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Joseph Finder is the New York Times-bestselling author of fourteen suspense novels, including The Switch, Guilty Minds, and Suspicion; Buried Secrets, co-winner of the Strand Magazine Critics Award for Best Novel; Company Man, winner of the Barry Award for Best Thriller; The Moscow Club, named one of the ten best spy novels of all time by Publishers Weekly; and Killer Instinct, winner of the Thriller Award for Best Novel. His novel High Crimes became a hit movie starring Ashley Judd and Morgan Freeman, and the film version of Paranoia was released in August 2013. A founding member of the International Thriller Writers, Finder is also a member of the Council on Foreign Relations and the Association of Former Intelligence Officers.  A graduate of Yale College and the Harvard Research Center, he lives in Boston. Now onto our conversation:


How did you get into the business of writing?

I’ve wanted to write books since I was a kid, and in fact I started writing professionally at a relatively young age: I was twenty-four when I published my first book, a nonfiction account of the most powerful American businessmen and their personal connections to the Kremlin. But what I wanted to do all along was to try my hand at a novel, a thriller.  I was inspired by some of the greats in the business: Ken Follett, Frederick Forsyth, Robert Ludlum, and Nelson DeMille.  And other great writers like John le Carré, Eric Ambler, and Graham Greene. When I was in my late twenties I gave myself a three-year deadline to write a novel that made enough money to support myself. So in that period I gave myself a crash course in crime fiction, reading the best books (and some bad ones, too—bad books teach a lot) and taking notes on index cards. Within 3 years I managed to write the book that came to be called The Moscow Club, get an agent, and sell it in the U.S. and 30 countries around the world.


How did you celebrate the publication of your first book?

I didn’t. What’s the way the hero of Stephen King’s Misery celebrates finishing a book—a bottle of Dom Perignon and a single cigarette?  I mostly felt relieved.  The reward was having done it.


How long did it take before you could make writing your full-time endeavor?

I was a very lucky guy—I made enough money on the sale of my first novel, between U.S. and foreign markets, to keep me going for a few years, assuming I didn’t buy a Maserati.  So I quit the Harvard faculty, where I’d been teaching writing to freshmen in order to support my writing habit, and became a full-time writer.  I’ve been writing full time since 1989!


Do you have a strict writing schedule?

I do.  I get into my office every day by eight and leave around five.  I devote the morning time, when I’m at my sharpest, to writing, and I leave the business stuff for the afternoon hours. Sometimes I take weekends off, but usually not.


How much time and money do you––even a successful New York Times bestselling author––spend marketing your books?

Less than I used to.  When I was starting out I frankly think I spent too much time on the marketing piece, which is why my books were spaced apart by several years.  I now have a top-notch publisher that knows how to market and do publicity far better than I do, so I leave them to it.  But despite all that, I still spend time deciding what to Tweet or what to post on Facebook and what should go on the front page of my website, stuff like that.  So maybe a third of my office time is spent on the marketing.  Most of my time I spend writing the books.  That’s the best marketing tool you can come up with: a good book.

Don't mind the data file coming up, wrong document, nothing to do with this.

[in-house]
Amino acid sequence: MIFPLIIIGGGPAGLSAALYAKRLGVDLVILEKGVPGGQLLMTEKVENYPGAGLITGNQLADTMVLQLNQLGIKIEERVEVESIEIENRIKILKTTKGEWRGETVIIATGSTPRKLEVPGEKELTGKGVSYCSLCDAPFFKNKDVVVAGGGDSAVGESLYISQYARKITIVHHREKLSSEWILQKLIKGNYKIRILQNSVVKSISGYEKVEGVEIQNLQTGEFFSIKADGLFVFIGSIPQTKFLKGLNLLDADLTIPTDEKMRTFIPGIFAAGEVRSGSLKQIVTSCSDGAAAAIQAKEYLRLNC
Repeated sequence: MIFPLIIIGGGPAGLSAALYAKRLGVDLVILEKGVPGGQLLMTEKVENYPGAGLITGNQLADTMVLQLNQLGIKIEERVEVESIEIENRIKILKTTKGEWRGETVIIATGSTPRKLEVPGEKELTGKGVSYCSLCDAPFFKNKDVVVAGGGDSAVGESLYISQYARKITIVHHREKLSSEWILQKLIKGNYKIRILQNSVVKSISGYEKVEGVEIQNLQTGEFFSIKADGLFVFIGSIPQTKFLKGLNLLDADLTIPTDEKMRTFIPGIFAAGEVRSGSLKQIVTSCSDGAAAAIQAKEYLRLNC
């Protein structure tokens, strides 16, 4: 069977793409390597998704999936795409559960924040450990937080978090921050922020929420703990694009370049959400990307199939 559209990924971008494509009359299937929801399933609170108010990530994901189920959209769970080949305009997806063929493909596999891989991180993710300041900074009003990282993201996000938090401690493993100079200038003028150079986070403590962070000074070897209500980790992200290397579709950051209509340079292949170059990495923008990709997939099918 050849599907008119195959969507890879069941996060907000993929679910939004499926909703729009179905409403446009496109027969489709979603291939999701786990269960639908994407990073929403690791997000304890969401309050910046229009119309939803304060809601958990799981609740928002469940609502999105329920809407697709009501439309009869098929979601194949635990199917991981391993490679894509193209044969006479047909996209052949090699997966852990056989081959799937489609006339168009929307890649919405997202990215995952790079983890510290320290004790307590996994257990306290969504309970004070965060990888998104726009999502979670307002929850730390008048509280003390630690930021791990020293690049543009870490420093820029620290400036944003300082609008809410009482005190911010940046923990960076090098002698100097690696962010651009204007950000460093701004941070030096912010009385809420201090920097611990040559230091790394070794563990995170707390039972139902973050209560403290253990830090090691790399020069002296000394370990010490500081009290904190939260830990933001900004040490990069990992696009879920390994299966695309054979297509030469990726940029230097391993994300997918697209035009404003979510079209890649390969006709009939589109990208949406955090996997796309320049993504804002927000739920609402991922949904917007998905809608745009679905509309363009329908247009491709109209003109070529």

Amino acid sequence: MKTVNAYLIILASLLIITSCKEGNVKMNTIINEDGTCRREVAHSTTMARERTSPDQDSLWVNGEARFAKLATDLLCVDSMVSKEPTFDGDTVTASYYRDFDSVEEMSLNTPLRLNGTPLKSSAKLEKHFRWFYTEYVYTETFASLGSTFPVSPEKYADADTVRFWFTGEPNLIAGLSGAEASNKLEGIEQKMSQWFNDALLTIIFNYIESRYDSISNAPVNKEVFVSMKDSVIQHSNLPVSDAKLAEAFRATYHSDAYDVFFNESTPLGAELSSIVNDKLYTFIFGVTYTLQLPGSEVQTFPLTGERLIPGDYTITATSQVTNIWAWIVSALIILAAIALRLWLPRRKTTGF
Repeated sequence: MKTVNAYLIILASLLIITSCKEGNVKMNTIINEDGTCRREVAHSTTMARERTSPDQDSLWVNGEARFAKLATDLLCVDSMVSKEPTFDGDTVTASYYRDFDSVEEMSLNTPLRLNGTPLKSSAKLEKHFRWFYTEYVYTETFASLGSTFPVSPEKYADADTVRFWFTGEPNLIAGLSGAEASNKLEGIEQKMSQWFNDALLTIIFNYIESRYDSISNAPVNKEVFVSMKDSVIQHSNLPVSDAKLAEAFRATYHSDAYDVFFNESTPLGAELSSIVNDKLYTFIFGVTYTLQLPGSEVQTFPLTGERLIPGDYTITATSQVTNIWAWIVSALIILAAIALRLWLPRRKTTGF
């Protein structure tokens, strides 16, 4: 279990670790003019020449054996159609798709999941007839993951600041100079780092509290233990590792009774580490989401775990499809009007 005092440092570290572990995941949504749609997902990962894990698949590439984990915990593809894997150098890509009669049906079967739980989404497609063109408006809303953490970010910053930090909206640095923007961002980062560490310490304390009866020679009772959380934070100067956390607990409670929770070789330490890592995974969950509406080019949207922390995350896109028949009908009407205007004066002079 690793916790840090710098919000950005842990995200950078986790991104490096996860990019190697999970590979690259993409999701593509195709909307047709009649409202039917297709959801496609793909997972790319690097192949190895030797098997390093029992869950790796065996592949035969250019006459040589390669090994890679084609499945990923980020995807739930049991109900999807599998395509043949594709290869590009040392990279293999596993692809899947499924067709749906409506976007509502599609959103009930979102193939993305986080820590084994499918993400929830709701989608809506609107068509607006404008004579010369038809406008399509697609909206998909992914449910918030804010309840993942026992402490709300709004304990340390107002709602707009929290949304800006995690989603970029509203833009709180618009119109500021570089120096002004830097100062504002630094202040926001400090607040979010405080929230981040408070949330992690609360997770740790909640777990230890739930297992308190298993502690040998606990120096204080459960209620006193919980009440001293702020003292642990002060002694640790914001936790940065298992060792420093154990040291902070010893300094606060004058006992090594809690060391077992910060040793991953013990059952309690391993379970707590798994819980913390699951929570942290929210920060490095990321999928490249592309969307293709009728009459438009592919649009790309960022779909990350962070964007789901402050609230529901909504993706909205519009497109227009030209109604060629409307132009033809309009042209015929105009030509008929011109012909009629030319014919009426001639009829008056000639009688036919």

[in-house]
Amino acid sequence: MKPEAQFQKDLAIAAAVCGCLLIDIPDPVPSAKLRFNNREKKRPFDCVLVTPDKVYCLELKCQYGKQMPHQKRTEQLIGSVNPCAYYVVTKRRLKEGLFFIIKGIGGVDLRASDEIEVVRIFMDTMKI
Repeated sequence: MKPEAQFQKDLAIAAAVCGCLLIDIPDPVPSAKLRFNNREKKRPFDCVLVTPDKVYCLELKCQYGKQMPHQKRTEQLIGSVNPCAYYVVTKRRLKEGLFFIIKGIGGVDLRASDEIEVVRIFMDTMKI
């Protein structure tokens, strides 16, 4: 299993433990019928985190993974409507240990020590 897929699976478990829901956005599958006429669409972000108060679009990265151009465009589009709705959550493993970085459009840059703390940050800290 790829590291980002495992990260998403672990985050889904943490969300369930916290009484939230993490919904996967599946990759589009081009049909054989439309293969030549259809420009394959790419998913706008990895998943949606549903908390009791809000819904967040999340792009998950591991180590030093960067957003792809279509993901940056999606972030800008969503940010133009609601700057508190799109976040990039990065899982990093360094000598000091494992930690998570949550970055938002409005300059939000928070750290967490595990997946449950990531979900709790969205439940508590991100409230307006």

Do you write and work from an outline?

Often, but not always.  I’ve tried writing with no idea of what happens after the opening incident, and I found that I’d wasted three months on ideas that didn’t fit in the final story.  On the other hand, I’ve tried creating a long, detailed outline (like Robert Ludlum did, for instance), and I found that the writing was boring and the end result suffered.  So I create what TV and movie writers call a “beat sheet,” with the major dramatic moments set out in order—it’s sort of a high-level outline, but I always leave myself open to ignoring the outline if I come up with a better idea.


What’s your opinion of the ebook revolution?

 I think it’s cool.  I’m all in favor of increasing the number of ways a “reader” can be told a story. If the convenience (and price) of an ebook brings me one more reader, I’m all in favor of it.  I think if you glance at the numbers, you’ll see that ebooks haven’t increased the number of readers in total.  But I would argue that in the larger context, they probably have, because every year we lose readers to the immediate feedback loops of the internet.  And to TV (which has gotten better and better). Yet the number of readers has remained roughly the same. So I suspect the Kindle revolution has been good for business.


What’s the most important thing a bookstore can do, in your opinion and experience, to promote book sales?

Word of mouth.  By far the most important thing a bookstore can do is to have an employee or two actually read the book—and tell people about it.  Word of mouth is the most powerful bookselling tool there is, hands down.


Do you have any advice for independent bookstores on how they might effectively organize and promote events in their store?

Maintain a robust newsletter, whether it’s print or (far more often) e-mail.  I think that’s the best way to keep your customers informed and motivated enough to come into the store, despite all there is to keep us away—family, work, TV—and meet the author.


Thank you for reading!